McDonald’s franchisee files racial discrimination lawsuit

Herbert Washington files a racial discrimination lawsuit against McDonald’s.

Herbert Washington, a Black McDonald’s franchisee, claims the fast food chain racially discriminated against him by “making him run low-volume restaurants in black neighborhoods and forcing him to unfairly downsize his shop floor” , according to a new lawsuit in Ohio federal court. In the 1990s, Washington was McDonald’s’ largest African American franchisee in the United States, responsible for more than a dozen locations. He is now fourteen and filed his lawsuit after two similar cases of racial discrimination filed by current and former Black franchisees last year.

In a separate complaint filed by 52 black franchisees in September 2020, it was alleged that their locations grossed about $ 700,000 less than the national average in the five years from 2011 to 2016, and Washington’s filing states reported McDonald’s to black franchisees in 2018 that they would fill this gap. Still, he received little help. “As I stood up for myself and other black franchisees, McDonald’s began to degrade my life’s work, forcing me to sell one store at a time to white operators,” Washington said.

Photo by Erik McLean on Unsplash

McDonald’s responded that it had invested heavily in Washington’s troubled franchise locations and given it “several” options to turn them around. McDonald’s USA filed a statement stating, “This situation is the result of years of mismanagement by Mr. Washington, whose organization has failed to meet many of our standards for people, operations, guest satisfaction and reinvestment. Its restaurants have a public record of these issues, including past health and hygiene concerns and some of the most customer complaints in the country. “

The lawsuit describes the former Major League Baseball player’s trip with the fast food giant, indicating that he was affiliated with McDonald’s in 1980. “Although he lived in Michigan for most of his life and had no ties to Rochester, New York, the company urged him to buy a restaurant in a mostly black neighborhood that left him with no other shop location options. After about two decades as a Rochester franchisee, Washington operated five restaurants. White franchisees in the area were allowed to expand much faster than Washington, which was given permission to only buy locations in low-volume neighborhoods. In 1998, he sold his New York franchise to “buy 25 locations from a White operator in Ohio and Pennsylvania. The acquisitions made him the largest black franchisee in the United States. Over the next decade, Washington bought several Cleveland locations. As a rule, the restaurants were older and were mostly in black areas with lower sales volumes. “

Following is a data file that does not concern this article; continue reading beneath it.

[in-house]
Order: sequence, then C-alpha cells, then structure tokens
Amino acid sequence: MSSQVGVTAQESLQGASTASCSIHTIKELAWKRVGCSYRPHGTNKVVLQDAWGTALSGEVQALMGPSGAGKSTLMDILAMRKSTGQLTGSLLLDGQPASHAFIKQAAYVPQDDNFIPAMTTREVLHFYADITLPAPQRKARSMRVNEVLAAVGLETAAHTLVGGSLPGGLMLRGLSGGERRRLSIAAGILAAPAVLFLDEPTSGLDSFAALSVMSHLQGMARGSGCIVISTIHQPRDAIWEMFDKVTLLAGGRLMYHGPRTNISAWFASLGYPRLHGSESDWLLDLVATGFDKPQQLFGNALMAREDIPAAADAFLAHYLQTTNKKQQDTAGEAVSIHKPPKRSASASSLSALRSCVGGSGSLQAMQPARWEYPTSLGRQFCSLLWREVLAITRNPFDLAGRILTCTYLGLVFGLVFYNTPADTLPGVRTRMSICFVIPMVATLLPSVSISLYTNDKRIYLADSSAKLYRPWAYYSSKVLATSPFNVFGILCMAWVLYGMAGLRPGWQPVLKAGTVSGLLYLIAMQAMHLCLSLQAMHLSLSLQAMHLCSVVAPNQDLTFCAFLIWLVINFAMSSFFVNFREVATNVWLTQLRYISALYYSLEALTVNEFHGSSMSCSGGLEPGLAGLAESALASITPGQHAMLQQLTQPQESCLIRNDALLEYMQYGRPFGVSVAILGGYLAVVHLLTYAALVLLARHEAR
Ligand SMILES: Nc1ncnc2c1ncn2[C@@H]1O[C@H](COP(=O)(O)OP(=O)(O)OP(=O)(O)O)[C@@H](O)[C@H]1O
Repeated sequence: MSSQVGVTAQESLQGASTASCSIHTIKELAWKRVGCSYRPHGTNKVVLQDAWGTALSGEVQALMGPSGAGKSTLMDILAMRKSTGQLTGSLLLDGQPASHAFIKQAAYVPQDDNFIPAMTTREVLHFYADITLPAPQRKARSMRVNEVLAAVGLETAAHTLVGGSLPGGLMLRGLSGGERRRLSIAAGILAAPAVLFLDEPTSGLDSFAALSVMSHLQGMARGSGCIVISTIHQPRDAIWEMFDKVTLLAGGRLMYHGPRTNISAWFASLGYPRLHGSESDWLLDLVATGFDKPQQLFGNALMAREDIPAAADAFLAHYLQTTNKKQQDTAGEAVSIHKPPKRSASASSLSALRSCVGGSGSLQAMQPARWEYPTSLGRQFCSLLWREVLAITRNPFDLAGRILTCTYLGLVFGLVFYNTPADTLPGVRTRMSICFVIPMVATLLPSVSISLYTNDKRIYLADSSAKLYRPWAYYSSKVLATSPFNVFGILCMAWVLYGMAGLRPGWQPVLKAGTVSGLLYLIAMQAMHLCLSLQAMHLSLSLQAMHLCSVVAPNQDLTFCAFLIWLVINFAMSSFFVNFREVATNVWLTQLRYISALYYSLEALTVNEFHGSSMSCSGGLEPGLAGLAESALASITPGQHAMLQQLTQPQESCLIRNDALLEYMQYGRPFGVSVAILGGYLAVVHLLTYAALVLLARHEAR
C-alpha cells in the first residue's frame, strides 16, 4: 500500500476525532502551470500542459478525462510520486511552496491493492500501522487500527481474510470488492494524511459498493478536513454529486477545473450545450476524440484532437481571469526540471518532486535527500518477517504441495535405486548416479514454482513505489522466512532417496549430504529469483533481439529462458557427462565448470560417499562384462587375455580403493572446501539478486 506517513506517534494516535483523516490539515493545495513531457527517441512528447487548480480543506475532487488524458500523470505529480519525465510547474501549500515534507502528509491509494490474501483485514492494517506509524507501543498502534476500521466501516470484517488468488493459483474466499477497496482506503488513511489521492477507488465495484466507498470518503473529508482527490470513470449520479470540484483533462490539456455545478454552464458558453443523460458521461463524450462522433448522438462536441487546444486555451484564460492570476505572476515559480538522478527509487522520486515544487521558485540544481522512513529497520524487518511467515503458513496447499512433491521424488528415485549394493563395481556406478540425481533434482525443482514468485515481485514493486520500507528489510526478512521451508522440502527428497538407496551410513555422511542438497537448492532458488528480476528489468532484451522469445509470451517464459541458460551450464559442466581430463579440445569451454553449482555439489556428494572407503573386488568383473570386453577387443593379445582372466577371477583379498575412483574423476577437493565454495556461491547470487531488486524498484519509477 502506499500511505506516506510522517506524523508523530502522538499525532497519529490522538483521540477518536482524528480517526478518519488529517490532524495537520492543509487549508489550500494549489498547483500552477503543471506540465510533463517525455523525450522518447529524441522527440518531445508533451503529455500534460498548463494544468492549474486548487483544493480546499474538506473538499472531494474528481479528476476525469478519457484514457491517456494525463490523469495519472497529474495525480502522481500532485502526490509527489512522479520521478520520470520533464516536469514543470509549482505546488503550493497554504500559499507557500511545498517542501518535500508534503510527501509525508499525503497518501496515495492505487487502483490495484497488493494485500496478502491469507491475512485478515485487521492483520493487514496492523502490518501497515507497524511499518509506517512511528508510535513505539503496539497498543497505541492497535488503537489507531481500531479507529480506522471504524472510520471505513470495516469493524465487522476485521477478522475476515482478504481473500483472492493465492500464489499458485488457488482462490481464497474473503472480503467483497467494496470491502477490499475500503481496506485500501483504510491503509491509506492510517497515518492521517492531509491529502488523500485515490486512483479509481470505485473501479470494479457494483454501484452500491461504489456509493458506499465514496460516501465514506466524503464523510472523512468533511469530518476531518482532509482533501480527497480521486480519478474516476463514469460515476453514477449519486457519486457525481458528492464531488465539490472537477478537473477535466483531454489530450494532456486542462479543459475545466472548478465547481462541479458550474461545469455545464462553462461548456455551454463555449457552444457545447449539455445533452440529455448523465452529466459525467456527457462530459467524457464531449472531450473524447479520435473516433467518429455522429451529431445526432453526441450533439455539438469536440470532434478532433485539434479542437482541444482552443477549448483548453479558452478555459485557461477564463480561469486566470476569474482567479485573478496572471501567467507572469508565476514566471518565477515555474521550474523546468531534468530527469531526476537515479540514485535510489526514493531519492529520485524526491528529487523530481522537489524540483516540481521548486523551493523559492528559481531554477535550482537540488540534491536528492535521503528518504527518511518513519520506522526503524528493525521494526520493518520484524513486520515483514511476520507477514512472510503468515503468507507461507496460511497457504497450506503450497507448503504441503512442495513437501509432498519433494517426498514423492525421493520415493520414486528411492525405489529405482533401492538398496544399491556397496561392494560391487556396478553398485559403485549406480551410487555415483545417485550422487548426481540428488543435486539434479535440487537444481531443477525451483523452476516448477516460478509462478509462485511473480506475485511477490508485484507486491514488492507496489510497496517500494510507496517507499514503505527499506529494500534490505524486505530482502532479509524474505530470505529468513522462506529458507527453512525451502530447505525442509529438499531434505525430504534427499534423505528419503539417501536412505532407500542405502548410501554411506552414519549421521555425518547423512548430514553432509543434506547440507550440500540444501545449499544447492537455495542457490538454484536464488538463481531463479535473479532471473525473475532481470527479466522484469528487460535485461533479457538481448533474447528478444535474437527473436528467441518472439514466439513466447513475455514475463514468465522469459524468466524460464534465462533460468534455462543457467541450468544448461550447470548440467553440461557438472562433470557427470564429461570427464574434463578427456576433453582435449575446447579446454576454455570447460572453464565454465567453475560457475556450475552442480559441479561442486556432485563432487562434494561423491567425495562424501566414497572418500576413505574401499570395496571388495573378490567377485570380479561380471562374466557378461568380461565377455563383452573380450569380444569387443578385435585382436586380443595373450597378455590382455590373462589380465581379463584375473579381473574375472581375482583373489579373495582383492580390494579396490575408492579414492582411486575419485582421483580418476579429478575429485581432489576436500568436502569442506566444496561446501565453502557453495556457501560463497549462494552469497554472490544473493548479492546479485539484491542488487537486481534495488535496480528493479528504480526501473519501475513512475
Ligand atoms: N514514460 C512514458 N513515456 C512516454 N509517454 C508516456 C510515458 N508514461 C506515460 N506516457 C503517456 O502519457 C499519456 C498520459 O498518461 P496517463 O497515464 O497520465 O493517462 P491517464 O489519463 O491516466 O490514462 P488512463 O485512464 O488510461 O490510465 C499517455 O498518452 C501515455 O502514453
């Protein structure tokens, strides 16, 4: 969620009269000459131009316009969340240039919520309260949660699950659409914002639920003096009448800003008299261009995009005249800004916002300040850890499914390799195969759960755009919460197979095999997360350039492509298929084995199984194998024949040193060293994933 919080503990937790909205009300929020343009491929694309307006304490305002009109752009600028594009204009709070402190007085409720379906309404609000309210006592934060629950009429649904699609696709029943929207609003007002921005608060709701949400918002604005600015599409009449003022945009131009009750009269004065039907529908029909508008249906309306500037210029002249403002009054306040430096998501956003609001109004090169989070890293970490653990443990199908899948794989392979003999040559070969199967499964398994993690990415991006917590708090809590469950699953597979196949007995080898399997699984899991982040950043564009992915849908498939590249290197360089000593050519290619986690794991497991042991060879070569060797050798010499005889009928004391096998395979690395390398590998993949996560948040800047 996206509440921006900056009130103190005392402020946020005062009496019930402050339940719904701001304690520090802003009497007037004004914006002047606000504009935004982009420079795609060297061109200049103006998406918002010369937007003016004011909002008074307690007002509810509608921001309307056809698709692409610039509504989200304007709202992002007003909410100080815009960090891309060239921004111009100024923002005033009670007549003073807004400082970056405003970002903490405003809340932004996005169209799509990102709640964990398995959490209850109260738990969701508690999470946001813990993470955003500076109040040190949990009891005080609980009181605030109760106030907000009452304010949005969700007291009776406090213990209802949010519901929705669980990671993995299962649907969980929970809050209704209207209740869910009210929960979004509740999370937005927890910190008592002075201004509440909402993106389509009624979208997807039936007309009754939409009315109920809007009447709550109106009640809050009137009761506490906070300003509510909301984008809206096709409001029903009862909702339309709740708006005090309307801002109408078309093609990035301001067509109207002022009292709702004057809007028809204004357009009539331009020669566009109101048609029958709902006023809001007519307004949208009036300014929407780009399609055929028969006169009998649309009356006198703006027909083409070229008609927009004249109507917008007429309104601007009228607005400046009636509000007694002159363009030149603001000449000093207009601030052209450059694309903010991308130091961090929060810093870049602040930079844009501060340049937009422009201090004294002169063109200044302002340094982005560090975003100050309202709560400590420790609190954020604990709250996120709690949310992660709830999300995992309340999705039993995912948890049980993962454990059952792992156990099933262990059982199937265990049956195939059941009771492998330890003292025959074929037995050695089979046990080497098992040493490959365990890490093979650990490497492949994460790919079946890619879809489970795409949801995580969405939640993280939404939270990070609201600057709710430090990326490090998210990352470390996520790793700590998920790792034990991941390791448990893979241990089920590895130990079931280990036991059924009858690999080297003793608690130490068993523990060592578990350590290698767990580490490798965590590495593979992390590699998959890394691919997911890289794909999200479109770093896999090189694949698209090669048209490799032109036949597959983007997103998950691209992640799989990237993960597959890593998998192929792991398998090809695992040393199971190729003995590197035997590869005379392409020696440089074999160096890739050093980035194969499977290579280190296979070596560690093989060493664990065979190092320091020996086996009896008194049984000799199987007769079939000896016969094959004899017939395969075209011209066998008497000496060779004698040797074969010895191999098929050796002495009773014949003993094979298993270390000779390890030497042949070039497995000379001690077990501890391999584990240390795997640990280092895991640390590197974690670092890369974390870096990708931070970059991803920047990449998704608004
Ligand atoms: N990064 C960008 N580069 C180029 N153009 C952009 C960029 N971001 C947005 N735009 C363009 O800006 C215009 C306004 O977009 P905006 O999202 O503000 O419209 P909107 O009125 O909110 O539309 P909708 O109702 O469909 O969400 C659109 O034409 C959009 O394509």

In 2015, Steve Easterbrook replaced McDonald’s first black CEO, Don Thompson. Under his direction, then CEO Chris Kempczinski, “McDonald’s advertising has stopped reaching black consumers,” Washington complained. The company declined to approve its promotional materials. “In other words, he had no recourse to the company’s decision to stop advertising a large part of its customer base and the resulting impact on sales,” the complaint said.

At the same time, Washington underwent unfair, overly rigorous inspections and tried to keep the sites afloat until it was eventually forced to sell the low volume stores that would by no means please potential buyers. The white franchisee, who bought three of its Cleveland restaurants, did so after receiving $ 3 million in incentives from McDonald’s. Throughout his years in business, Washington said he never received an offer like it.

Swell:

Black franchisee files racial discrimination lawsuit against McDonald’s

The black owner of 14 McDonald’s is suing the fast food giant, saying it discriminates against black franchisees and limits their potential profits

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